Some interesting developments on the spam-malware front. First, c't has an interesting bit of news, which Jeroen Roovers has translated for us from the German. Virus writers are in the business of selling IP addresses of captured zombie computers. c't reports on some specific instances where some arrests have just been made.
It may motivate those using Windows computers to make sure that they are not infected with trojans, including MyDoom, when you learn that the authors of malware harvest your IP address and then sell it to spammers, who then use your computer to send illegal spam or for other loathesome uses.
Here is the translation of the c't article:
Uncovered: Trojans as Spam Robots
c't has gathered evidence that virus writers are selling the addresses of computers infected with trojans to spammers. The spammers use the infected systems to illegally distribute commercial e-mail messages -- without the knowledge of their owners. Furthermore, the network of trojans forms a powerful tool which the distributors of the viruses can use to, for example, launch distributed DoS attacks.
With the help of c't, a student of computer science has tracked down the authors of a computer virus. The editorial staff were able to establish contact with the virus distributors and buy IP addresses of infected machines. Because one of the virus distributors has been located in Great Britain, c't has passed on all information to Scotland Yard. By now, individuals in several countries have been arrested.
In this case, a trojan was installed on thousands of computers with the help of the virus "Randex". This small program contacted its "master" through the chat protocol IRC. From its master it received commands to for example look for CD keys of games, launch SYN Flood attacks from the infected machine or secretly load additional software. This way, the trojan was also able to install a SOCKS proxy server which can be used to relay spam through the infected PCs. The virus also infects local subnets using the Windows Directory Service.
In an interview with c't, an investigating officer of Scotland Yard commented: "We fear that this is just the beginning. In the case in question, the authors and distributors of the viruses already no longer do their work just for fun or ego. The scene is becoming more professional and has recognised how much money can easily be gained illicitly this way."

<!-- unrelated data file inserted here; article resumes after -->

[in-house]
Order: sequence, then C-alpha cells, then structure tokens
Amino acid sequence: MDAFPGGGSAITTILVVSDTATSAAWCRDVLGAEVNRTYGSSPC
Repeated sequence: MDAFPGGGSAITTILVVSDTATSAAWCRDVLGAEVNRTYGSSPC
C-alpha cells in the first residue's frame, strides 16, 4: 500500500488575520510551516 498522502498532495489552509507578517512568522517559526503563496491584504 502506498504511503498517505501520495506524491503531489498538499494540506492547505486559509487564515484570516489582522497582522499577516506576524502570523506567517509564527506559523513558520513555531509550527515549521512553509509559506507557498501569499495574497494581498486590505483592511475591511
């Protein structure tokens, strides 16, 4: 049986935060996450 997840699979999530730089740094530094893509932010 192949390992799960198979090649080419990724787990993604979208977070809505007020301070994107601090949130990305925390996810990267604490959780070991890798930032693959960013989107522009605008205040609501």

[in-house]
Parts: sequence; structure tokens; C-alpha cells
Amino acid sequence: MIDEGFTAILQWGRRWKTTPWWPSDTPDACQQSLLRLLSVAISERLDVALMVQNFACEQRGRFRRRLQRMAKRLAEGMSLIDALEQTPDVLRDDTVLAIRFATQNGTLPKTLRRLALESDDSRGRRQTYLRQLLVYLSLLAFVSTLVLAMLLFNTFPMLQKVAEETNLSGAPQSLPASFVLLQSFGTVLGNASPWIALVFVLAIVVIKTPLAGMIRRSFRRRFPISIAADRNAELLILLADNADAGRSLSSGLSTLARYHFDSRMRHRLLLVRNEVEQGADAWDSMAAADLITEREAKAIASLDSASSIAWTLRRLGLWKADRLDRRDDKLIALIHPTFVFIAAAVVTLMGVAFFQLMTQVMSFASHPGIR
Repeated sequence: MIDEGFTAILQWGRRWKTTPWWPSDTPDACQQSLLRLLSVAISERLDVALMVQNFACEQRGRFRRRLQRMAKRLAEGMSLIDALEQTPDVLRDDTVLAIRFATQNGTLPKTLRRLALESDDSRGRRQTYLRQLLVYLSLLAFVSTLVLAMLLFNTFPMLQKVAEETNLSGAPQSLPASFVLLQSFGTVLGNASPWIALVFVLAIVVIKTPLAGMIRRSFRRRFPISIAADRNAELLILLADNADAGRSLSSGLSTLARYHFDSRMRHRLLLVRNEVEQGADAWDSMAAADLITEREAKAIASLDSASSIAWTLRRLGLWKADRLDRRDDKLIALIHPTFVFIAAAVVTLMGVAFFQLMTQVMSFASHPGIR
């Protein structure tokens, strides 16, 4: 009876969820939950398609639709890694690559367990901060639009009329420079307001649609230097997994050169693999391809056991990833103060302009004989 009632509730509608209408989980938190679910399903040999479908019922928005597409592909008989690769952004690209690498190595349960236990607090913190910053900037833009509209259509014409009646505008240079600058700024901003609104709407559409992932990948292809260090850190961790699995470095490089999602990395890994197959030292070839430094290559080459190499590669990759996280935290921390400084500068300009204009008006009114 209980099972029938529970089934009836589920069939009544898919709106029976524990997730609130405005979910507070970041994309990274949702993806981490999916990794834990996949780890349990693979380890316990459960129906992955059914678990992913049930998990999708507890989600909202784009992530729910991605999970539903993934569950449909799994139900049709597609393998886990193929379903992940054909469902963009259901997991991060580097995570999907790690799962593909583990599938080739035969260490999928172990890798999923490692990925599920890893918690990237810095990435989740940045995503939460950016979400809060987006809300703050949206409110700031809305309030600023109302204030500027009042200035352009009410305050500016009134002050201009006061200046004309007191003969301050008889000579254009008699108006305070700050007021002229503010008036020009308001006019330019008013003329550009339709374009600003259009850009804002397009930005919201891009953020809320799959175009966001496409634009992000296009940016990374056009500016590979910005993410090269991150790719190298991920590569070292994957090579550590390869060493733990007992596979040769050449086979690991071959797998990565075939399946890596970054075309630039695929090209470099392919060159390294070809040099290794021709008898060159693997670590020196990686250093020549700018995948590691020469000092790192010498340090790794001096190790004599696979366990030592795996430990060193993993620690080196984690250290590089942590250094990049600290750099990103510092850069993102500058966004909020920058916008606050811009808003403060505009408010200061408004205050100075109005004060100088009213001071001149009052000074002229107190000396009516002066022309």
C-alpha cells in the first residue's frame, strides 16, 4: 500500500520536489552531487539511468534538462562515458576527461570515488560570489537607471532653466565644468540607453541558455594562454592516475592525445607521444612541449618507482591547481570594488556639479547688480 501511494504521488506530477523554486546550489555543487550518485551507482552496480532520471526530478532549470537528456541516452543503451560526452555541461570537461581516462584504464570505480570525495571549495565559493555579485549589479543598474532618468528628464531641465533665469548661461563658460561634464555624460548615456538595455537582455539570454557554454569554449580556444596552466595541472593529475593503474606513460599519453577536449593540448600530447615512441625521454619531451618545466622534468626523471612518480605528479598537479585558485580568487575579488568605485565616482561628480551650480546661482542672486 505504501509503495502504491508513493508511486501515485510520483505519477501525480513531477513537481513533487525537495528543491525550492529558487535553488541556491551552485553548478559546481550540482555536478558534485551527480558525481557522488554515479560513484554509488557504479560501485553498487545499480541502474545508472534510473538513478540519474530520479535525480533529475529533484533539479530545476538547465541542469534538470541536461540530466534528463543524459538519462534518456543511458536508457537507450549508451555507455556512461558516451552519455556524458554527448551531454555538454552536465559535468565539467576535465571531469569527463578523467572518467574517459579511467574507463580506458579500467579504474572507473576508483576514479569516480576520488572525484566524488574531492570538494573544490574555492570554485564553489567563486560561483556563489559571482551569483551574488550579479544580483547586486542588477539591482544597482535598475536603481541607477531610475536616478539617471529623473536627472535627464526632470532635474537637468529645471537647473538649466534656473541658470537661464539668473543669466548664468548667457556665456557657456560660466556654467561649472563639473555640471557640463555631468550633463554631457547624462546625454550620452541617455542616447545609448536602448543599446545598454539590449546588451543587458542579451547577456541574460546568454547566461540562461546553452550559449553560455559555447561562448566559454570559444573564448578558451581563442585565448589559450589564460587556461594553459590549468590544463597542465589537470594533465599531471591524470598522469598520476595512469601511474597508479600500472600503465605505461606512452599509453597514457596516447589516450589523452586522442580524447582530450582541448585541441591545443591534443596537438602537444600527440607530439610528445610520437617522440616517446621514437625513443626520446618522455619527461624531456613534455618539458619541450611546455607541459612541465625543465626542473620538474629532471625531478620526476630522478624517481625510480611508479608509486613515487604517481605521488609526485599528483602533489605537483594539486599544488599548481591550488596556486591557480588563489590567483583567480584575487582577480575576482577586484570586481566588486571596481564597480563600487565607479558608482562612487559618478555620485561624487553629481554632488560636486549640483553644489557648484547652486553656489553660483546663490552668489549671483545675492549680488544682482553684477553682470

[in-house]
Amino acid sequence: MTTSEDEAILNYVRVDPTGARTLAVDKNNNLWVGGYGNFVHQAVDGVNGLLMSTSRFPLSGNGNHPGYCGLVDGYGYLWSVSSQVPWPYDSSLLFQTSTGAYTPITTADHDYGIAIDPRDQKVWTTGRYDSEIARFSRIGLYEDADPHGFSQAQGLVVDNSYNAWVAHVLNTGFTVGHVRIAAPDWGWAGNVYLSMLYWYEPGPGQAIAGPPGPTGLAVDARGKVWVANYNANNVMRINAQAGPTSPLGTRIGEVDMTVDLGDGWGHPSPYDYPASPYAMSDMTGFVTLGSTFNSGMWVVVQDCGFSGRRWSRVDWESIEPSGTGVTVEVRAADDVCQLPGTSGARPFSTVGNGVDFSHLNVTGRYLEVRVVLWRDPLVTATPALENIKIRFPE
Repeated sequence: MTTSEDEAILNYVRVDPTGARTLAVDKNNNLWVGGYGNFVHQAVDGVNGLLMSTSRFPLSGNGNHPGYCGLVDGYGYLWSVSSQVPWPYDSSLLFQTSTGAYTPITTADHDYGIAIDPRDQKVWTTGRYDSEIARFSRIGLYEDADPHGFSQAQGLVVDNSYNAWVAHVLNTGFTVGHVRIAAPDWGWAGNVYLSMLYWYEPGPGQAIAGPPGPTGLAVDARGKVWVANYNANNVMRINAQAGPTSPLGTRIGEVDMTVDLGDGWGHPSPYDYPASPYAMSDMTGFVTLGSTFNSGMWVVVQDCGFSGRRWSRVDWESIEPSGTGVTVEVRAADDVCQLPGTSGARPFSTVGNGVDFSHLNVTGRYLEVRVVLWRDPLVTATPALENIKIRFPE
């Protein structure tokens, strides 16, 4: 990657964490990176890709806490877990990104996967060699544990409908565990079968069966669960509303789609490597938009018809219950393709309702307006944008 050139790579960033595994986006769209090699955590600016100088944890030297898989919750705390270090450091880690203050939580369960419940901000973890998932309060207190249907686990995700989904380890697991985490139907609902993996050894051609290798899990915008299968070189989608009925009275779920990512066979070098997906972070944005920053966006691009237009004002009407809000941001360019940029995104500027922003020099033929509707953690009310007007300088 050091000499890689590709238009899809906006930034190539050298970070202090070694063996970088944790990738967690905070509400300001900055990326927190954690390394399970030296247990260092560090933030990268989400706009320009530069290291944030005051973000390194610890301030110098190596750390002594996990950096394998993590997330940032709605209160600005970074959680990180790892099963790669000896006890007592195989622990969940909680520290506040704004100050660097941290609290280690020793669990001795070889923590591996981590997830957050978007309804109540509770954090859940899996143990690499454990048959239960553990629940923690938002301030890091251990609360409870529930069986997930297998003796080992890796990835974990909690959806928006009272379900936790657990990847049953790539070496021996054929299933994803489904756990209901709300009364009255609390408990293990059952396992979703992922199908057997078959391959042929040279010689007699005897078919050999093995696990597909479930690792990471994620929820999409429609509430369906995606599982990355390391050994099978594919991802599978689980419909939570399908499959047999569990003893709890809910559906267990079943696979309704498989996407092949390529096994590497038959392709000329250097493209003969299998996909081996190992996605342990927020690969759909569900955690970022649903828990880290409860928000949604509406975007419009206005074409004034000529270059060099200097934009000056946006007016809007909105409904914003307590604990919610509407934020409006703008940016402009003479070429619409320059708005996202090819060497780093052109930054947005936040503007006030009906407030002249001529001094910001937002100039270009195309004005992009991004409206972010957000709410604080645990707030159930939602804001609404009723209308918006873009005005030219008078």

You can find an article about the investigation in today's broadcast of c't magazin.tv. In the coming edition of c't, you can find a detailed description of the events (available in shops from Monday, February 23).
In other news, Earthlink is bringing suit against 16 people and businesses, a group of spammers called the Alabama Group, described by Earthlink as "the most professional and technologically sophisticated group of e-mail spammers that EarthLink says it has ever encountered." Mostly they used stolen credit cards, allegedly, to open fraudulent accounts, and each account sent spam:
"'They co-located computer equipment at a tiny Alabama ISP,' Wellborn said. 'Then they set it up in such a way that the e-mailer could remotely contact that equipment and cause it to dial in to EarthLink' to send spam."
In one case, a zombie computer was used to send spam, and it's the first case I've seen where an ISP is suing a spammer for remotely using someone else's computer to send spam. There could be more than just civil penalties, obviously. The new CAN-SPAM law has severe penalties, up to 5 years in jail, plus fines, and that's for comparatively minor offenses like using a phony address, plus possible loss of any personal or real property associated with the act of spamming. If a spammer harvested email addresses off the Internet, or used a computer program to randomly generate them, these are considered "Aggravated Violations" which can triple the fines. This isn't even starting on the analysis of what a spammer is facing for stealing credit cards, using someone else's computer without their knowledge, etc.Here is a Wired article on spammers grabbing computers for their own use. So, evidently this is the new thing when it comes to spam, and it is what MyDoom is being used for.
Here is another article on the new phenomenon, which has come about because open relays have pretty much been closed down, and that left spammers looking for a new way to spew out the email you don't want:
"Any Internet-connected computer could be running a proxy spam relay, but most of the malicious programs are written specifically for PCs that run Windows.
"In the past, some spammers had sought out and exploited Internet-connected computers with misconfigured networking software. The latest and growing threat is code purposely written to create spam relay proxies as it is spread by malicious viruses.
"'It's just going to get worse,' said Ken Schneider, chief technology officer at spam-filtering company Brightmail Inc. 'Traditionally, virus writers were driven more by reputation and trying to impress each other. Now there's an economic motive.'
"Just last week, a proxy program called Mitglieder began installing itself on computers infected by last month's Mydoom outbreak, said Mikko Hypponen, manager of antivirus research at F-Secure in Finland. He said such programs can also sneak in if computer owners fail to install patches to fix known Windows flaws.
"The shift in spamming methods even prompted the Federal Trade Commission to issue a consumer alert last month. The advisory encouraged consumers to use antivirus and firewall programs and to check 'sent mail" folders for suspicious messages.'